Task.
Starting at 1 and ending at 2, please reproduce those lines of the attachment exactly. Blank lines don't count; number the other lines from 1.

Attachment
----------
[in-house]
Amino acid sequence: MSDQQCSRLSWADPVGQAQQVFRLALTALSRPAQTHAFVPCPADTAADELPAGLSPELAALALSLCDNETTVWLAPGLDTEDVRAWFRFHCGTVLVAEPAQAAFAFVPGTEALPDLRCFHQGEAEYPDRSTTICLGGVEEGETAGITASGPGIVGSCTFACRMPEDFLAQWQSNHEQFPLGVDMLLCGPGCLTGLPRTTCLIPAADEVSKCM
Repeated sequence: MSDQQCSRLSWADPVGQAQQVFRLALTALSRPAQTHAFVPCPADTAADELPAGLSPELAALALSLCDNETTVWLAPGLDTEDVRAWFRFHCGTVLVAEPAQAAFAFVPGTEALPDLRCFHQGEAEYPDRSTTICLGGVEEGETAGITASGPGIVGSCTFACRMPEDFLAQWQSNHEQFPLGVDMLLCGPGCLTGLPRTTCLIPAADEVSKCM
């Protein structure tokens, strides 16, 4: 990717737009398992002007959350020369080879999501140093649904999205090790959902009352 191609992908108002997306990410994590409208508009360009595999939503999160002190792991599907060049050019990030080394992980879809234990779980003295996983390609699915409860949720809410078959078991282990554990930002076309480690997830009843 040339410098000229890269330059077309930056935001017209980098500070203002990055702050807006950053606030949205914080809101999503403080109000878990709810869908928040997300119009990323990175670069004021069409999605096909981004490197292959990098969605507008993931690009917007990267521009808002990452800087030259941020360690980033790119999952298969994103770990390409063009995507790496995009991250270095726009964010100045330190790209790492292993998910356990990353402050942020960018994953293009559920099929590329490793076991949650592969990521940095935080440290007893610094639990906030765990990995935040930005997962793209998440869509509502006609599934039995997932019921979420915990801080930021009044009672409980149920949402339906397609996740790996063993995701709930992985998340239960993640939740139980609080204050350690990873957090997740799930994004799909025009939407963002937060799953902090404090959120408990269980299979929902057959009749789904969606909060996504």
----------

[in-house]
Amino acid sequence: MSDQQCSRLSWADPVGQAQQVFRLALTALSRPAQTHAFVPCPADTAADELPAGLSPELAALALSLCDNETTVWLAPGLDTEDVRAWFRFHCGTVLVAEPAQAAFAFVPGTEALPDLRCFHQGEAEYPDRSTTICLGGVEEGETAGITASGPGIVGSCTFACRMPEDFLAQWQSNHEQFPLGVDMLLCGPGCLTGLPRTTCLIPAADEVSKCM